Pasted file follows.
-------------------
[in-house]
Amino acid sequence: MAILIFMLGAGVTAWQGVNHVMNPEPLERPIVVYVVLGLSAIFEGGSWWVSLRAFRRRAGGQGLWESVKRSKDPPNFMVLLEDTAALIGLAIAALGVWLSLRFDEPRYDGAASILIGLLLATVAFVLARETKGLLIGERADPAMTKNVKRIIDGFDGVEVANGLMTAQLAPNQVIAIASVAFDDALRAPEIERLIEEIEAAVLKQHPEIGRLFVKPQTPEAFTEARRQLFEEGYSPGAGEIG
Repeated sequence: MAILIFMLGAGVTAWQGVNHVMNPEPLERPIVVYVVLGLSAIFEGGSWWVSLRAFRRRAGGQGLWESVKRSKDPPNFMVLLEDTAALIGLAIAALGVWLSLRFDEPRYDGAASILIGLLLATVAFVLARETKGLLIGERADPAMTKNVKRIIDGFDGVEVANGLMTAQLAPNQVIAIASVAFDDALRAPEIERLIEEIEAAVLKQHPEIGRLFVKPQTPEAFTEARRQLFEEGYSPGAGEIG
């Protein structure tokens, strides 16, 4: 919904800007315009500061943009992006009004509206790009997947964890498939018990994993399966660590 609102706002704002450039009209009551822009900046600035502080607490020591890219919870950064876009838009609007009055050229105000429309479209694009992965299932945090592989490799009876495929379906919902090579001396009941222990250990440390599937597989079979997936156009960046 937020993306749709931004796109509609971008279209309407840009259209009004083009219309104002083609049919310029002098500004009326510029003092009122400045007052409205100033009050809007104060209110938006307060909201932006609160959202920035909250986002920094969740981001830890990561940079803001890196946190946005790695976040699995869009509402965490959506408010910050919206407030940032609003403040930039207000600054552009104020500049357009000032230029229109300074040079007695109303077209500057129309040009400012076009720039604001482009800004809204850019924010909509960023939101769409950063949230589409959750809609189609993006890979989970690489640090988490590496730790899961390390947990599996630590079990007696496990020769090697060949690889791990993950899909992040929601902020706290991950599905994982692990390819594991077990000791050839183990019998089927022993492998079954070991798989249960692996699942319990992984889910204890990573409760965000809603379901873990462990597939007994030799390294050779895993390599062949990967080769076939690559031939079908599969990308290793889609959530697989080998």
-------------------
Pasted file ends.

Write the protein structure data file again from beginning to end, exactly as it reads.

[in-house]
Amino acid sequence: MAILIFMLGAGVTAWQGVNHVMNPEPLERPIVVYVVLGLSAIFEGGSWWVSLRAFRRRAGGQGLWESVKRSKDPPNFMVLLEDTAALIGLAIAALGVWLSLRFDEPRYDGAASILIGLLLATVAFVLARETKGLLIGERADPAMTKNVKRIIDGFDGVEVANGLMTAQLAPNQVIAIASVAFDDALRAPEIERLIEEIEAAVLKQHPEIGRLFVKPQTPEAFTEARRQLFEEGYSPGAGEIG
Repeated sequence: MAILIFMLGAGVTAWQGVNHVMNPEPLERPIVVYVVLGLSAIFEGGSWWVSLRAFRRRAGGQGLWESVKRSKDPPNFMVLLEDTAALIGLAIAALGVWLSLRFDEPRYDGAASILIGLLLATVAFVLARETKGLLIGERADPAMTKNVKRIIDGFDGVEVANGLMTAQLAPNQVIAIASVAFDDALRAPEIERLIEEIEAAVLKQHPEIGRLFVKPQTPEAFTEARRQLFEEGYSPGAGEIG
């Protein structure tokens, strides 16, 4: 919904800007315009500061943009992006009004509206790009997947964890498939018990994993399966660590 609102706002704002450039009209009551822009900046600035502080607490020591890219919870950064876009838009609007009055050229105000429309479209694009992965299932945090592989490799009876495929379906919902090579001396009941222990250990440390599937597989079979997936156009960046 937020993306749709931004796109509609971008279209309407840009259209009004083009219309104002083609049919310029002098500004009326510029003092009122400045007052409205100033009050809007104060209110938006307060909201932006609160959202920035909250986002920094969740981001830890990561940079803001890196946190946005790695976040699995869009509402965490959506408010910050919206407030940032609003403040930039207000600054552009104020500049357009000032230029229109300074040079007695109303077209500057129309040009400012076009720039604001482009800004809204850019924010909509960023939101769409950063949230589409959750809609189609993006890979989970690489640090988490590496730790899961390390947990599996630590079990007696496990020769090697060949690889791990993950899909992040929601902020706290991950599905994982692990390819594991077990000791050839183990019998089927022993492998079954070991798989249960692996699942319990992984889910204890990573409760965000809603379901873990462990597939007994030799390294050779895993390599062949990967080769076939690559031939079908599969990308290793889609959530697989080998």